Gene Chandler AKA “The Duke” has been making songs since the early 1960′s. Real name Eugene Dixon, hails from the windy city of Chicago and is best known for his single “The Duke of Earl” (sampled by Cypress Hill). What many don’t know is that he worked with the oft-sampled great Curtis Mayfield and Jerry Butler – both from The Impressions. While best known for his doo-wop, Hi-Tek flipped his 1970′s cut “Tomorrow I May Not Feel The Same” for Reflection Eternal‘s “Ghetto Afterlife” featuring Kool G Rap.
Hi-Tek chopped the intro rather than using a straight loop and used several other elements such as the vocals in the Reflection Eternal track. How did hardcore Juice Crew member Kool G Rap get a guest spot on the album? For those that don’t know, Kool G Rap was signed to Rawkus records at the same time as Reflection Eternal. Hi-Tek also produced some tracks for Kool G’s solo effort on Rawkus. However, he ran into problems with the label and the album was eventually released through Koch (missing many tracks). If you want a verse by Kool G Rap, hit up his twitter account. He charges $2,000 per verse, last I heard.
Kimberley Briggs was a soul singer on Fantasy records. Like many artists at the time, she got her start in the church. Prior to her solo debut, she sang back up for better-known artists such as Bobby Bland, Junior Parker, Sam & Dave, and Otis Redding. What made her different than a lot of female soul singers at the time, is that she actually wrote a lot of her own music, including the 9 minute jam “What in this World’s Happening to Love“. The song is arranged in a very Isaac Hayes-ish style – very drawn out and almost medley-like.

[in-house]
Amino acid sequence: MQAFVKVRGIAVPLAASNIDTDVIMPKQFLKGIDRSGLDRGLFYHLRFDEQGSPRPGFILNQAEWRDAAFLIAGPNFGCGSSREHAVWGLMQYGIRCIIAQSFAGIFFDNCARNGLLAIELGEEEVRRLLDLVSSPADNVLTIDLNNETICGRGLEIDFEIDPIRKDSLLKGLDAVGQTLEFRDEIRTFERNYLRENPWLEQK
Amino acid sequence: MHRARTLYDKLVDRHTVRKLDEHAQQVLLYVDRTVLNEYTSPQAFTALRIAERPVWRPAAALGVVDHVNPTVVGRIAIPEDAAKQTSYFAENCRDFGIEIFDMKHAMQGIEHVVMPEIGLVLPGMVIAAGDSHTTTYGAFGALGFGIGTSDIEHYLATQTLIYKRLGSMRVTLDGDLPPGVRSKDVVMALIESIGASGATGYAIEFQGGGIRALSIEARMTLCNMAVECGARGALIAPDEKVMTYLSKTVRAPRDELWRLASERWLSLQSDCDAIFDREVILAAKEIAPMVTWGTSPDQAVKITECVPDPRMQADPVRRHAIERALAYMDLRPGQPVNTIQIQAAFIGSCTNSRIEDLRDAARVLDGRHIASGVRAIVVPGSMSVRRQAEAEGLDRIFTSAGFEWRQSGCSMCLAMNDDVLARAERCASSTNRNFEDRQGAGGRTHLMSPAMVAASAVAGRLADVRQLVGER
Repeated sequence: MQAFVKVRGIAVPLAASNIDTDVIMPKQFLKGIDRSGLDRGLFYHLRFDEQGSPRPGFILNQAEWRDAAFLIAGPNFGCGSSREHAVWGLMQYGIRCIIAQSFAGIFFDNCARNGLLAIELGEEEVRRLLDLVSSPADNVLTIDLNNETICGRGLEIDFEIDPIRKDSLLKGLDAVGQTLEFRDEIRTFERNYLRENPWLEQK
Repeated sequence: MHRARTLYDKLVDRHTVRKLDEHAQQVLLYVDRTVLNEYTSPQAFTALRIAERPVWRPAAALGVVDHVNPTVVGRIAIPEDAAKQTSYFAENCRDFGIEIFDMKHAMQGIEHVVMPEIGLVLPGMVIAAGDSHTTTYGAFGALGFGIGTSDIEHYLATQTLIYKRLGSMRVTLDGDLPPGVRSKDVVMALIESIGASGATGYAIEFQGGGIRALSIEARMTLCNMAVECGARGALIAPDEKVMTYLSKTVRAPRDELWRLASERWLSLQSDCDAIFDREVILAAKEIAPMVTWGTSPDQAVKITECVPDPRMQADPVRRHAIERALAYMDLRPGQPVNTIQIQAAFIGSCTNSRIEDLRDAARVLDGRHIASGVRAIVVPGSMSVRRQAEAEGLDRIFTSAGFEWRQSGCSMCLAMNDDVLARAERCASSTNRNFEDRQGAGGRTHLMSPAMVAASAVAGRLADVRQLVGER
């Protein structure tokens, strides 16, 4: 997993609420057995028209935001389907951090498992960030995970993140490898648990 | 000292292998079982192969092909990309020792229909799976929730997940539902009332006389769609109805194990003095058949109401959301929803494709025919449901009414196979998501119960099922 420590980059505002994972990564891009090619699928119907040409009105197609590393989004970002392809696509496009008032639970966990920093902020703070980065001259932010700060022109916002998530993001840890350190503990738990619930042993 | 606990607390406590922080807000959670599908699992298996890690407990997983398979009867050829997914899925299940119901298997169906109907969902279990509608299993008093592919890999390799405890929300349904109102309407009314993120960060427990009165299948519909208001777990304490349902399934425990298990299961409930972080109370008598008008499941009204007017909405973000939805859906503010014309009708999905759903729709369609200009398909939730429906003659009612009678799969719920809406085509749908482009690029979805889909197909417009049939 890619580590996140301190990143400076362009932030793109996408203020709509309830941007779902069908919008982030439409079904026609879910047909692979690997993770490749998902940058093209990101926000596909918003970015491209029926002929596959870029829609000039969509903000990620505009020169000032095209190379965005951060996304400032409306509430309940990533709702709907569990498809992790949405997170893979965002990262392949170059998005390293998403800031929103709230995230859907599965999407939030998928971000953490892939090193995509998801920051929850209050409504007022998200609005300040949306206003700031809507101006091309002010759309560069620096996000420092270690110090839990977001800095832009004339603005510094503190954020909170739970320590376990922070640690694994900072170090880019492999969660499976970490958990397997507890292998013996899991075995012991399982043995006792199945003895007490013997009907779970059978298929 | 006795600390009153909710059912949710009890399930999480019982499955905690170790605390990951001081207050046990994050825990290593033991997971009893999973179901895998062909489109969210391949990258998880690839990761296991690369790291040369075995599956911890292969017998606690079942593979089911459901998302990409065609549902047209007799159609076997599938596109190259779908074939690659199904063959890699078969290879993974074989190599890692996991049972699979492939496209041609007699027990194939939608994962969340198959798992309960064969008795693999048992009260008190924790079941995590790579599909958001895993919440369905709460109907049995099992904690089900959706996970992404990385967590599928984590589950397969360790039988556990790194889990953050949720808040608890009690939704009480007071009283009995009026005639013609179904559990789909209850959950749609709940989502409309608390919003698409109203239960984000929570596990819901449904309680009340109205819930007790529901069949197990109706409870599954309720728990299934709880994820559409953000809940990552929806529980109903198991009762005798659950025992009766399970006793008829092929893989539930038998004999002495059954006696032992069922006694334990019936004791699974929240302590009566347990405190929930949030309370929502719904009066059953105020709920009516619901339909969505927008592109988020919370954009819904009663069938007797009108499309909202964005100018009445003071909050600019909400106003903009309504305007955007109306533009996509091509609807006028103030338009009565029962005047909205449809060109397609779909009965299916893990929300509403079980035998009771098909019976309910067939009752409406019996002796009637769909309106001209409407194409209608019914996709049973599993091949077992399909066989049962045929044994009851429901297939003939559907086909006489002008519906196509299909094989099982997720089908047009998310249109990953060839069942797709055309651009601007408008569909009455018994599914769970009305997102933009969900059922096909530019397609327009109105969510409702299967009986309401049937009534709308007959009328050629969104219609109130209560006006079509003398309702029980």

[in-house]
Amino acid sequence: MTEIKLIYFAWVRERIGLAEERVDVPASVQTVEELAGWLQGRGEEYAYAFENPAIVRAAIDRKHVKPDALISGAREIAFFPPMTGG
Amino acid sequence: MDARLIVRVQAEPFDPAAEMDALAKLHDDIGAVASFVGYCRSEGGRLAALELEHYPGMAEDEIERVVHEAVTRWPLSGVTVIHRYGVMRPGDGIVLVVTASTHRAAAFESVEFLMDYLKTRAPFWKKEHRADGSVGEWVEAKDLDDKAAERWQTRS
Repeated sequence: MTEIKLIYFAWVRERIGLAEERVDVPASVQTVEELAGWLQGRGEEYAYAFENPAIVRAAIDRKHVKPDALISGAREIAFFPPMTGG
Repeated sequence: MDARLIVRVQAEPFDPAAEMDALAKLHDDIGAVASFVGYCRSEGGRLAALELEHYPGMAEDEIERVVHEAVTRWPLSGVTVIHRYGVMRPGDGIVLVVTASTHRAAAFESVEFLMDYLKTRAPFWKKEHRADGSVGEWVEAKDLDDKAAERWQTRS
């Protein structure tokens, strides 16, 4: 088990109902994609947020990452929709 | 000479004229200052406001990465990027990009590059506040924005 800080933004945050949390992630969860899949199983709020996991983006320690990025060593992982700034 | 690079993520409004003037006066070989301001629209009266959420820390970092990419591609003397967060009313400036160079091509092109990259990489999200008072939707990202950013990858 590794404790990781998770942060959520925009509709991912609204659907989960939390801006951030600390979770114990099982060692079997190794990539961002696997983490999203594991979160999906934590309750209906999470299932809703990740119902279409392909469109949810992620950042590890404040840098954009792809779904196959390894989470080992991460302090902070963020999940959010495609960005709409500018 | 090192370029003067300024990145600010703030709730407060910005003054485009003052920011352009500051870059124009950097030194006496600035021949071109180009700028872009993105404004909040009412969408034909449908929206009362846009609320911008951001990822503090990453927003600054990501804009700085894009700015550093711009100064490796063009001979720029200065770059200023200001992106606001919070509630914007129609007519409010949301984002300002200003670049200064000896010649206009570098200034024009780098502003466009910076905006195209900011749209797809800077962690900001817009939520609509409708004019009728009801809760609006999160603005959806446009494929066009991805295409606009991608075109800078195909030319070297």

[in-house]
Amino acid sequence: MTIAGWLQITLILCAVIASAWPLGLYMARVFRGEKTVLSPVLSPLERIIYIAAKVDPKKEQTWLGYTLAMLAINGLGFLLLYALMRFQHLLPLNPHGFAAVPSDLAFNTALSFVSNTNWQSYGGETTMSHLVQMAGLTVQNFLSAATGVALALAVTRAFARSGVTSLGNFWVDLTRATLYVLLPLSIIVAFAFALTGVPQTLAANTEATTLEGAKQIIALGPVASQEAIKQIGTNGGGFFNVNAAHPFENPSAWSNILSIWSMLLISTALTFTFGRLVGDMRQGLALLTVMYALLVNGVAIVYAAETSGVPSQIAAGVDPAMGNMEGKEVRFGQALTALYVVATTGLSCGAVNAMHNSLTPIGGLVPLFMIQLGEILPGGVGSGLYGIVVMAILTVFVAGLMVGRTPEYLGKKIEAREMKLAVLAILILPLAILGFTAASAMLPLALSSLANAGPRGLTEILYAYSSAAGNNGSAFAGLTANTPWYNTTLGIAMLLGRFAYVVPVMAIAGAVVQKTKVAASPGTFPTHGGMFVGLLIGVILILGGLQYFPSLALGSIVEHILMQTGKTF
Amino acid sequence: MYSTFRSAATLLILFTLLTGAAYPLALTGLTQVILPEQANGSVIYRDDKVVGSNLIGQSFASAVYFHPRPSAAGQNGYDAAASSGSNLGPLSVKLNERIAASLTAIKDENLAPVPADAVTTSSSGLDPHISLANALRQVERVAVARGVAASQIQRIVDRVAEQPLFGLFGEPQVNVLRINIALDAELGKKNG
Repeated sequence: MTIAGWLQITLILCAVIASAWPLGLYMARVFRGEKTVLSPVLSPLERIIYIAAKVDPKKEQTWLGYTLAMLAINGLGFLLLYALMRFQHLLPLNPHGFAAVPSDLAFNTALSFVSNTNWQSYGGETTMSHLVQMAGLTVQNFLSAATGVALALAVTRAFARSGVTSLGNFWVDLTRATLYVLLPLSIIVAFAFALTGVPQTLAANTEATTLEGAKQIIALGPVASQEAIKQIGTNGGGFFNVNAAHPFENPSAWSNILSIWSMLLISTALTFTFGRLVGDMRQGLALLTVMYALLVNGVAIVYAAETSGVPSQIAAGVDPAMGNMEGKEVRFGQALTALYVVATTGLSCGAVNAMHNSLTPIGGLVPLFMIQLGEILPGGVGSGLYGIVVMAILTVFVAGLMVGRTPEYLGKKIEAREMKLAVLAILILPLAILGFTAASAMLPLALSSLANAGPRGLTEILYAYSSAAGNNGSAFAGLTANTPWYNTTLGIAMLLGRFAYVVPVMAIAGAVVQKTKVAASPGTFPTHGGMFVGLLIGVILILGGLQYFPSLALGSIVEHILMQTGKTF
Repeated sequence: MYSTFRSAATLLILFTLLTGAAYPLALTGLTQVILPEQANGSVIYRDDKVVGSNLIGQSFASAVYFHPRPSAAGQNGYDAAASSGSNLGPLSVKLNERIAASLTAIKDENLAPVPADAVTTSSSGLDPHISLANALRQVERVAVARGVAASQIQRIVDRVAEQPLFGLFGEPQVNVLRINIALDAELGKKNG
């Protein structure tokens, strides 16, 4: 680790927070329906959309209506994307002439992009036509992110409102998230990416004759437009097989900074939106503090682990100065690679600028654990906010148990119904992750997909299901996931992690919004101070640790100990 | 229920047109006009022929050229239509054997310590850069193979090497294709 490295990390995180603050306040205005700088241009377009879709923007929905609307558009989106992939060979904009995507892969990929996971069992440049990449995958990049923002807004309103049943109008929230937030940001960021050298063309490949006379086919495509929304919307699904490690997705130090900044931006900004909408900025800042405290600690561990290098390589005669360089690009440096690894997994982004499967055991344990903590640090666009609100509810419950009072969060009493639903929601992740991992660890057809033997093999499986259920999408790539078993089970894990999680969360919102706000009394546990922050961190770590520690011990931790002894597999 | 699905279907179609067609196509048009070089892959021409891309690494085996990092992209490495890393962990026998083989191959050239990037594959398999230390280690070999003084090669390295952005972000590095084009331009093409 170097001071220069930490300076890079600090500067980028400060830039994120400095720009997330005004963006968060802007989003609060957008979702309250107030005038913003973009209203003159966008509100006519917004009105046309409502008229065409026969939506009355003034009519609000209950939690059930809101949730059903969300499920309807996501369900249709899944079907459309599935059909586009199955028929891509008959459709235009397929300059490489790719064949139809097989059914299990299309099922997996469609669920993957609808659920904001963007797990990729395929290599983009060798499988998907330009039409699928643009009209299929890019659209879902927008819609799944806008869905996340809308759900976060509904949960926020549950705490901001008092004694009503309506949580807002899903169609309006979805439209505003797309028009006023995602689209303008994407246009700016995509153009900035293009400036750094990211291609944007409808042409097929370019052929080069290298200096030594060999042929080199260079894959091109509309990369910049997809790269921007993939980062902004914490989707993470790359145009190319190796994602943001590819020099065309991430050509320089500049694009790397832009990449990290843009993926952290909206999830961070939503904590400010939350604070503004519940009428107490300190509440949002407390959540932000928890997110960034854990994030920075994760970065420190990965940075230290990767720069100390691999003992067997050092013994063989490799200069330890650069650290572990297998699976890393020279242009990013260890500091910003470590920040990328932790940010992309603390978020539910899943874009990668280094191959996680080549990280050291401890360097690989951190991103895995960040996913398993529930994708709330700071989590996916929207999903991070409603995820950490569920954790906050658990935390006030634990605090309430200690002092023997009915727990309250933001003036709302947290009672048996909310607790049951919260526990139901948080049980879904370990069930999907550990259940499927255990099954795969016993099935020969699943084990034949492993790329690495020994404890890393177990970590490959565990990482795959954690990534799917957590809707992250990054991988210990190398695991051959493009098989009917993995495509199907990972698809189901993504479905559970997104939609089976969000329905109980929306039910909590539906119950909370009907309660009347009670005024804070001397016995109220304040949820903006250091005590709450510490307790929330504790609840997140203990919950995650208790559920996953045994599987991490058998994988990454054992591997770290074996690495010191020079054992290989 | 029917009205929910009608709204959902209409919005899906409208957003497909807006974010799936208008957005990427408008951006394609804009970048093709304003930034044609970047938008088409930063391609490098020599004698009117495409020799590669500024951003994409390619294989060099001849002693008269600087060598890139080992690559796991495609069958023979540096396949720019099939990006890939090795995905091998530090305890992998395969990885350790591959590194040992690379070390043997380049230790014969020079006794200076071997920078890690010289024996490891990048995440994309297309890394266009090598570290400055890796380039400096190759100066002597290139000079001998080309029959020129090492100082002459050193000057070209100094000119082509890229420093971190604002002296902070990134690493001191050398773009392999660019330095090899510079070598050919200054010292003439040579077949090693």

Underground allstars Talib Kweli and Hi-Tek, otherwise known as Reflection Eternal used Kimberley’s track for “In This World” off their highly anticipated 2nd LP – Revolutions per Minute. At this point in Hi-Tek’s career, he abandoned the mostly sample-based production style that made him famous in exchange for live instruments/musicians. “In This World” sampled the vocals from the Kimerbely track, but most of the main loop was replayed. Backup singers were also used to sing over the hook and add a bridge. Check out the original to see how far Hi-Tek took it.
Isao Tomita was a Japanese experimental musician who played electronic instruments, most notably the Moog. His album “Snowflakes Are Dancing” is actually electronic versions of Debussy songs (Debussy was a classical French composer if you didn’t know).
In 2000 the classic album Reflection Eternal dropped on Rawkus records featuring the rhymes of Talib Kweli and beats by Hi-Tek. Hi-Tek flipped “Passepied” for the track “Too Late“. The other sample in the track (the one that sounds like a muffled vocal) is also from the same Tomita album on the flip-side. For the bonus trivia question, this album also has the sample to the intro of “Pyscho Dwarf” by The Beatnuts. Enjoy.